Owings Mills JCC, Md. Day Schools Receive Non-Credible Bomb Threats

Before the bomb threat, Owings Mills officials decided not to evacuate.

The Rosenbloom Owings Mills JCC, along with 22 other JCCs and eight Jewish day schools in 16 states, received a bomb threat on Monday, which proved to be “noncredible.”

The Owings Mills JCC received the phone threat around 10 a.m., and after consultation and an extensive sweep of the building, it was determined that an evacuation was not required, Paul Lurie, chief operations officer for the JCC of Greater Baltimore, told the JT.

This incident is part of the fifth round of such threats that have affected 81 JCCs and Jewish day schools across the U.S. and Canada since Jan. 9, according to the JCC Association of North America. It also marks the first time a threat has been called into the Owings Mills JCC.

Lurie said Baltimore County police arrived on the scene almost immediately after they were informed of the threat.

“We take the security of our members and staff very seriously,” Lurie said. “We really try to work with local and national law enforcement to make sure our security protocols are putting those people first and foremost and that we are following them in consultation with the opinion of those law enforcement officers.”

In January, the Weinberg Park Heights JCC was the target of two separate bomb threats. In both of those instances, the facility was immediately evacuated. Facilities affected Monday also include the Charles E. Smith Jewish Day School in Rockville, Md., and the Aleph Bet Jewish Day School in Annapolis.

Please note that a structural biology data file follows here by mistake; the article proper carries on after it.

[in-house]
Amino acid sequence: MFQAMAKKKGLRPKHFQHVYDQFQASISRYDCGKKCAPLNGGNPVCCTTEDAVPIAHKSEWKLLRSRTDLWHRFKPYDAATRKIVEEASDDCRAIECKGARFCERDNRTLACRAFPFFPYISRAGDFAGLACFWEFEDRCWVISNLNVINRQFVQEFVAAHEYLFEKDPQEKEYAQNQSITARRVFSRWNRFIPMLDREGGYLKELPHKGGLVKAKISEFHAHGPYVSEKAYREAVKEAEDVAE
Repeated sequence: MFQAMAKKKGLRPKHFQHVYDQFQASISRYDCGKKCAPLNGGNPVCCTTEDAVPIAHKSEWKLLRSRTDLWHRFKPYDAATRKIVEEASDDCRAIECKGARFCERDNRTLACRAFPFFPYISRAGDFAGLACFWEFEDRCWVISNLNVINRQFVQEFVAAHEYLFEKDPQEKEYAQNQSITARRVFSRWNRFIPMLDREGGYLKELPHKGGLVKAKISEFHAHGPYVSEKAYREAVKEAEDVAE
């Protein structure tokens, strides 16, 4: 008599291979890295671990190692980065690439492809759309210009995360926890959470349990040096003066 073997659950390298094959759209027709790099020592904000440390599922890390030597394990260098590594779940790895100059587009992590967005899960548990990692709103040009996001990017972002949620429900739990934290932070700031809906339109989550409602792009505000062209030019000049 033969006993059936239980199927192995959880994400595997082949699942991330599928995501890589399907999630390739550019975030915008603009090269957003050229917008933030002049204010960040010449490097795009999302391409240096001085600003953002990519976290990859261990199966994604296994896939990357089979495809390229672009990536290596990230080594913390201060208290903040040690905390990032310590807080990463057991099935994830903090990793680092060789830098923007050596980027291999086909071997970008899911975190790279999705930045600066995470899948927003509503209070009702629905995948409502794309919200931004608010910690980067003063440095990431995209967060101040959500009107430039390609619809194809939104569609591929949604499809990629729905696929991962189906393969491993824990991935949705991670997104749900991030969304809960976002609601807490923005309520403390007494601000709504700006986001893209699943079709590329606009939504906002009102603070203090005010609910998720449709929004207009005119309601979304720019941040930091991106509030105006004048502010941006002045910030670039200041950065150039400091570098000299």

According to a prepared statement from JCC of Greater Baltimore CEO Barak Hermann, and board chair Annette Saxon, law enforcement officials believe the threats to be similar hoaxes.

“It is imperative that immediate steps be taken to respond to the situation and identify and prosecute the perpetrators, so that we can stop future acts of intimidation,” the statement said.

The Owings Mills facility was determined to be safe by the Greater Baltimore JCC’s security teams and is continuing with regular operations.

Lurie said the JCC will work closely with local Congressional representatives, the Justice Department and the Federal Bureau of Investigation (FBI) to intensify efforts to address the threats.

Lurie said the Greater Baltimore JCC will work closely with local Congressional representatives, the Justice Department and Federal Bureau of Investigations (FBI) to intensify efforts to address the threats.

Audio of a JCC Bomb Threat:


It’s a C-4 bomb with a lot of shrapnel, surrounded by a bag (inaudible). In a short time, a large number of Jews are going to be slaughtered. Their heads are going to [sic] blown off from the shrapnel. There’s a lot of shrapnel. There’s going to be a bloodbath that’s going to take place in a short time. I think I told you enough.I must go.

In addition to Owings Mills, Rockville and Annapolis, there were threats to facilities in Alabama, Arizona, California, Delaware, Florida, Indiana, Michigan, New Jersey, Nevada, New York, North Carolina, Pennsylvania, Rhode Island, Virginia, Washington state and Calgary, Canada.